|Artist||Charles Corbutt (Richard Purcell) after Sir Joshua Reynolds|
|Published||Printed for Robt. Sayer at the Golden Buck; near Serjeants Inn Fleet Street. [c.1755]|
|Dimensions||Image 135 x 111 mm, Plate 152 x 112 mm, Sheet 168 x 131 mm|
Half-length portrait of Miss Muse, or Meux, after a painting by Reynolds (Mannings 1246). Facing to the the left almost in profile, she wears a flounced dress, a flat hat, and pearls around her neck. Miss Muse remains an unidentified sitter.
Charles Corbutt was a pseudonym used by the Irish engraver Richard Purcell when plagiarising the work of others, usually for the publisher Robert Sayer.
Sir Joshua Reynolds (1723-1792) was one of the most important figures of the eighteenth century art world. He was the first President of the Royal Academy and Britain's leading portrait painter. Through a series of lectures on the Discourses on Art at the Royal Academy he defined the style later known as the Grand Manner, an idealised Classical aesthetic. He had a profound impact on the theory and practice of art and helped to raise the status of portrait painting into the realm of fine art. A flamboyant socialite, Reynolds used his social contacts to promote himself and advance his career becoming one of the most prominent portrait painters of the period.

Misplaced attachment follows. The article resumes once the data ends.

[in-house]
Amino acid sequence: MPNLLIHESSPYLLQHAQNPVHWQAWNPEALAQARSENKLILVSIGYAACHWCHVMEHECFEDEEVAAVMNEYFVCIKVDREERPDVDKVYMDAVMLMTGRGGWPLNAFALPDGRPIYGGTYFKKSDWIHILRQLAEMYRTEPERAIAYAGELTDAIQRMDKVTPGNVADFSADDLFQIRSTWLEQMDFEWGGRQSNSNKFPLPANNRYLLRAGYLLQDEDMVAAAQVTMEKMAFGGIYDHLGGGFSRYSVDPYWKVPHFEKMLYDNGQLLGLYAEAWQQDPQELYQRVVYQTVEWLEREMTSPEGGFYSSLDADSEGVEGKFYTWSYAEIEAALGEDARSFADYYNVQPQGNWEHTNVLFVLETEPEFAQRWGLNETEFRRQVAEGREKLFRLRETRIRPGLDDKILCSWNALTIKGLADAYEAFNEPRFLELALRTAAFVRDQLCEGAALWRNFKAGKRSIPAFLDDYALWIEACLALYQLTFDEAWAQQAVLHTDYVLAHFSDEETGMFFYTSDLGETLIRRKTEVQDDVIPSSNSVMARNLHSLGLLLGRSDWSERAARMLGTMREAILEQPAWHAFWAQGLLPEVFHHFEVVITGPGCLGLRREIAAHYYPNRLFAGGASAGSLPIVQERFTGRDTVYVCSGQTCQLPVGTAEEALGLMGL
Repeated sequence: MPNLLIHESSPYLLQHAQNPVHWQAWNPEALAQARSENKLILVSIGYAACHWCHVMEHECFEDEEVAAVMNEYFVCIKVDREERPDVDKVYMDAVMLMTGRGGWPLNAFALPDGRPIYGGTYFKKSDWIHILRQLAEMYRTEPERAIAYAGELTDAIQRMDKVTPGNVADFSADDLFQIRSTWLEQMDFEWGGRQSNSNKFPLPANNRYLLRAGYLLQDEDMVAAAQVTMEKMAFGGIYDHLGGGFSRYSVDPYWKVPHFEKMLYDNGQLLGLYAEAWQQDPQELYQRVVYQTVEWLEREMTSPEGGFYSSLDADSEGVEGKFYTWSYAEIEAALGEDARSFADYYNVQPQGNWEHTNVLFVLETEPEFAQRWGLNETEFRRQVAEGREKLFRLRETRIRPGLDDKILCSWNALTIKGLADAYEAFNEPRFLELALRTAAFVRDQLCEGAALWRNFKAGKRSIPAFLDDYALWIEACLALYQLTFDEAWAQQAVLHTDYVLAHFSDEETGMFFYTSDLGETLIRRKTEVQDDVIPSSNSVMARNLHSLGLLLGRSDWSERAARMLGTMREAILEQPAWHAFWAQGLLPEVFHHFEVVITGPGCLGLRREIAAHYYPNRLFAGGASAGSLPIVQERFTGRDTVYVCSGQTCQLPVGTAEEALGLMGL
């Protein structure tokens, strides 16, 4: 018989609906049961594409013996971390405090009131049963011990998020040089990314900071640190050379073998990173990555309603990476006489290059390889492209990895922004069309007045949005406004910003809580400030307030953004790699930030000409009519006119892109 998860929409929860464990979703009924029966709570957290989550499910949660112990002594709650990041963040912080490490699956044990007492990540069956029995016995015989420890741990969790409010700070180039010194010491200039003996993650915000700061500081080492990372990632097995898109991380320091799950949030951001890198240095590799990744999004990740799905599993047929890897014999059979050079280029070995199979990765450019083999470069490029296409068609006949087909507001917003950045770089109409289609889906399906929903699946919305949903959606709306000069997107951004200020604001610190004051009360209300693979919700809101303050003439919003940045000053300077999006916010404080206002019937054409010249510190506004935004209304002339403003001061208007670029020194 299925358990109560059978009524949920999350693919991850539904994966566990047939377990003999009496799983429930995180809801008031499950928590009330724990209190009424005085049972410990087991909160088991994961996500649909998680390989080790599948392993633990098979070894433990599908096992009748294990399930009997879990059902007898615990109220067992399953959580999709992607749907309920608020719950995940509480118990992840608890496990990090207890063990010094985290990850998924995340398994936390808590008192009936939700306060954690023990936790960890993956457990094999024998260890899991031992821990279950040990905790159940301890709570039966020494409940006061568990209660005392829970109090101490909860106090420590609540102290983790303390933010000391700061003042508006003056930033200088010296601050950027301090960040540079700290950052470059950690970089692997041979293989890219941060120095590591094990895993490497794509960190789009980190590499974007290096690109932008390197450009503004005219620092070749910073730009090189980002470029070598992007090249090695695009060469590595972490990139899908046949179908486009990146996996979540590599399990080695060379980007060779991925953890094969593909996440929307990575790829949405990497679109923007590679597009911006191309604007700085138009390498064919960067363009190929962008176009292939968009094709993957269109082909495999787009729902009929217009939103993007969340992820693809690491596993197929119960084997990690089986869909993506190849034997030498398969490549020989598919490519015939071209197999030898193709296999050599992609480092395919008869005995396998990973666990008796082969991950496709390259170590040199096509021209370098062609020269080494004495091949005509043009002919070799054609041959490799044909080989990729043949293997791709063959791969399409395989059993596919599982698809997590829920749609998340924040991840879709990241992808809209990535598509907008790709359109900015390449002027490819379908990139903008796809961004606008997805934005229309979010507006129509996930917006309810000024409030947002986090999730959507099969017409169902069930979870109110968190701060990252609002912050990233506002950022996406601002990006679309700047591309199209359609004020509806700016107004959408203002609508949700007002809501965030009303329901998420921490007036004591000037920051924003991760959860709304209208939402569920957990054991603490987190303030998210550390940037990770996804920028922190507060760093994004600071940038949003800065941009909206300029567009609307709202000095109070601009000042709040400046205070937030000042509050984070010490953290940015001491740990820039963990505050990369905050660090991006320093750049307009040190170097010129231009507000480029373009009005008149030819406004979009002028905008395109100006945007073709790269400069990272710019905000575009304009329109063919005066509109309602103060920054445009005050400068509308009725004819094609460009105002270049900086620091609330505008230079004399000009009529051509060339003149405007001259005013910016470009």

O'Donoghue 2, Chaloner Smith 58, Hamilton p.121, Lennox-Boyd i/i
Condition: Light pressed crease running right down side of sheet, graingerised.